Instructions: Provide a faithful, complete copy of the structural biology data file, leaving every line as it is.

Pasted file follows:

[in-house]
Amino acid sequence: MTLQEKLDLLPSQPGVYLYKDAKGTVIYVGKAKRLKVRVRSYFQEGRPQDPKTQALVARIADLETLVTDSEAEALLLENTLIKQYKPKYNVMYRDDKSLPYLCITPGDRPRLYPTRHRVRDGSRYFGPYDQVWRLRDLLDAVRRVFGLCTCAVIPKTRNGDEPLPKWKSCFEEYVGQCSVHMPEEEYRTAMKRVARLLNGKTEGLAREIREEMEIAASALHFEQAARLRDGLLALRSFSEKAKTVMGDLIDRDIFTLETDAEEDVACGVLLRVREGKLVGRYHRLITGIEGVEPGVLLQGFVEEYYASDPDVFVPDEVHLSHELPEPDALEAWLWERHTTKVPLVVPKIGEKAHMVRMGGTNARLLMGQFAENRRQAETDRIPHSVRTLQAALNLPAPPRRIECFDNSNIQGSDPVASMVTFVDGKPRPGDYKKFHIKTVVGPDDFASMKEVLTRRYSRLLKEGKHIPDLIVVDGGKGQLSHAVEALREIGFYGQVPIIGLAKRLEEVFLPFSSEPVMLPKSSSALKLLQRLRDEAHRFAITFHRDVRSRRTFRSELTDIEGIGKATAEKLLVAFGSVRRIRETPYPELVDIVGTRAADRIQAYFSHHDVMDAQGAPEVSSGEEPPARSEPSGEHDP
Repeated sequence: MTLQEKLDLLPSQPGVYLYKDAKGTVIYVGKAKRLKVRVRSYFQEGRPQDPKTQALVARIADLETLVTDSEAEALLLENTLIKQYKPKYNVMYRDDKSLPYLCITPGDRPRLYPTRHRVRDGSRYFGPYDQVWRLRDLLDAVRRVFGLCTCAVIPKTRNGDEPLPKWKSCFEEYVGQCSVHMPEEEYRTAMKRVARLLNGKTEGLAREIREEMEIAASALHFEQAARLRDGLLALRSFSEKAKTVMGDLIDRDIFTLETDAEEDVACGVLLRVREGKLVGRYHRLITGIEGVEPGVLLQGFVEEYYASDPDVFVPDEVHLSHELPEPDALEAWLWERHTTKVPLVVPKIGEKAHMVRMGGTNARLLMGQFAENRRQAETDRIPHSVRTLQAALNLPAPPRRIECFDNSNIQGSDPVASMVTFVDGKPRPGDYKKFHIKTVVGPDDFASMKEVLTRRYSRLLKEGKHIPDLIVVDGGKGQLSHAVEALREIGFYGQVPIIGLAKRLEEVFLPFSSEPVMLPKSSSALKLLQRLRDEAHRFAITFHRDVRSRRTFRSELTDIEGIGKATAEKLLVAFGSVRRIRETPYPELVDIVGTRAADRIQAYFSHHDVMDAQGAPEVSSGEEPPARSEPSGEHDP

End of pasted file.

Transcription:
[in-house]
Amino acid sequence: MTLQEKLDLLPSQPGVYLYKDAKGTVIYVGKAKRLKVRVRSYFQEGRPQDPKTQALVARIADLETLVTDSEAEALLLENTLIKQYKPKYNVMYRDDKSLPYLCITPGDRPRLYPTRHRVRDGSRYFGPYDQVWRLRDLLDAVRRVFGLCTCAVIPKTRNGDEPLPKWKSCFEEYVGQCSVHMPEEEYRTAMKRVARLLNGKTEGLAREIREEMEIAASALHFEQAARLRDGLLALRSFSEKAKTVMGDLIDRDIFTLETDAEEDVACGVLLRVREGKLVGRYHRLITGIEGVEPGVLLQGFVEEYYASDPDVFVPDEVHLSHELPEPDALEAWLWERHTTKVPLVVPKIGEKAHMVRMGGTNARLLMGQFAENRRQAETDRIPHSVRTLQAALNLPAPPRRIECFDNSNIQGSDPVASMVTFVDGKPRPGDYKKFHIKTVVGPDDFASMKEVLTRRYSRLLKEGKHIPDLIVVDGGKGQLSHAVEALREIGFYGQVPIIGLAKRLEEVFLPFSSEPVMLPKSSSALKLLQRLRDEAHRFAITFHRDVRSRRTFRSELTDIEGIGKATAEKLLVAFGSVRRIRETPYPELVDIVGTRAADRIQAYFSHHDVMDAQGAPEVSSGEEPPARSEPSGEHDP
Repeated sequence: MTLQEKLDLLPSQPGVYLYKDAKGTVIYVGKAKRLKVRVRSYFQEGRPQDPKTQALVARIADLETLVTDSEAEALLLENTLIKQYKPKYNVMYRDDKSLPYLCITPGDRPRLYPTRHRVRDGSRYFGPYDQVWRLRDLLDAVRRVFGLCTCAVIPKTRNGDEPLPKWKSCFEEYVGQCSVHMPEEEYRTAMKRVARLLNGKTEGLAREIREEMEIAASALHFEQAARLRDGLLALRSFSEKAKTVMGDLIDRDIFTLETDAEEDVACGVLLRVREGKLVGRYHRLITGIEGVEPGVLLQGFVEEYYASDPDVFVPDEVHLSHELPEPDALEAWLWERHTTKVPLVVPKIGEKAHMVRMGGTNARLLMGQFAENRRQAETDRIPHSVRTLQAALNLPAPPRRIECFDNSNIQGSDPVASMVTFVDGKPRPGDYKKFHIKTVVGPDDFASMKEVLTRRYSRLLKEGKHIPDLIVVDGGKGQLSHAVEALREIGFYGQVPIIGLAKRLEEVFLPFSSEPVMLPKSSSALKLLQRLRDEAHRFAITFHRDVRSRRTFRSELTDIEGIGKATAEKLLVAFGSVRRIRETPYPELVDIVGTRAADRIQAYFSHHDVMDAQGAPEVSSGEEPPARSEPSGEHDP